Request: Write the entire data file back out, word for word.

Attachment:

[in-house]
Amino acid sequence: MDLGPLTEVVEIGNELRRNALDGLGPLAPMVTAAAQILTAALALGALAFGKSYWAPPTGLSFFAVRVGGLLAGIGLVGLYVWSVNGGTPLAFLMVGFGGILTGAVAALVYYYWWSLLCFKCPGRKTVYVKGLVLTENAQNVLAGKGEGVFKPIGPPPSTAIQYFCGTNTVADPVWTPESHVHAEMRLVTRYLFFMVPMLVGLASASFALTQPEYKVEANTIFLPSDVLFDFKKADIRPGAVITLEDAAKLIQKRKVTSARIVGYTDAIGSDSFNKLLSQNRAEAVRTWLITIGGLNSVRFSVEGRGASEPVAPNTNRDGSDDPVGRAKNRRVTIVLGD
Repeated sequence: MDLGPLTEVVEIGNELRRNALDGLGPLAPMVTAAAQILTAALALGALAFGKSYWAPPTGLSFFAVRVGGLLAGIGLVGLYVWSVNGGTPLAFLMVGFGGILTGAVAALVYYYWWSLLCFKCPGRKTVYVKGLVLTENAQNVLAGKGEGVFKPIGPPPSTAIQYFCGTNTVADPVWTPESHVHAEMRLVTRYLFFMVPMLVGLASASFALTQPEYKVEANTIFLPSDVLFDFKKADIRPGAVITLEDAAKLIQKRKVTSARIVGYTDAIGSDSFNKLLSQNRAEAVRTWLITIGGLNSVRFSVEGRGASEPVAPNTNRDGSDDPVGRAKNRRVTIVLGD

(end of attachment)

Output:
[in-house]
Amino acid sequence: MDLGPLTEVVEIGNELRRNALDGLGPLAPMVTAAAQILTAALALGALAFGKSYWAPPTGLSFFAVRVGGLLAGIGLVGLYVWSVNGGTPLAFLMVGFGGILTGAVAALVYYYWWSLLCFKCPGRKTVYVKGLVLTENAQNVLAGKGEGVFKPIGPPPSTAIQYFCGTNTVADPVWTPESHVHAEMRLVTRYLFFMVPMLVGLASASFALTQPEYKVEANTIFLPSDVLFDFKKADIRPGAVITLEDAAKLIQKRKVTSARIVGYTDAIGSDSFNKLLSQNRAEAVRTWLITIGGLNSVRFSVEGRGASEPVAPNTNRDGSDDPVGRAKNRRVTIVLGD
Repeated sequence: MDLGPLTEVVEIGNELRRNALDGLGPLAPMVTAAAQILTAALALGALAFGKSYWAPPTGLSFFAVRVGGLLAGIGLVGLYVWSVNGGTPLAFLMVGFGGILTGAVAALVYYYWWSLLCFKCPGRKTVYVKGLVLTENAQNVLAGKGEGVFKPIGPPPSTAIQYFCGTNTVADPVWTPESHVHAEMRLVTRYLFFMVPMLVGLASASFALTQPEYKVEANTIFLPSDVLFDFKKADIRPGAVITLEDAAKLIQKRKVTSARIVGYTDAIGSDSFNKLLSQNRAEAVRTWLITIGGLNSVRFSVEGRGASEPVAPNTNRDGSDDPVGRAKNRRVTIVLGD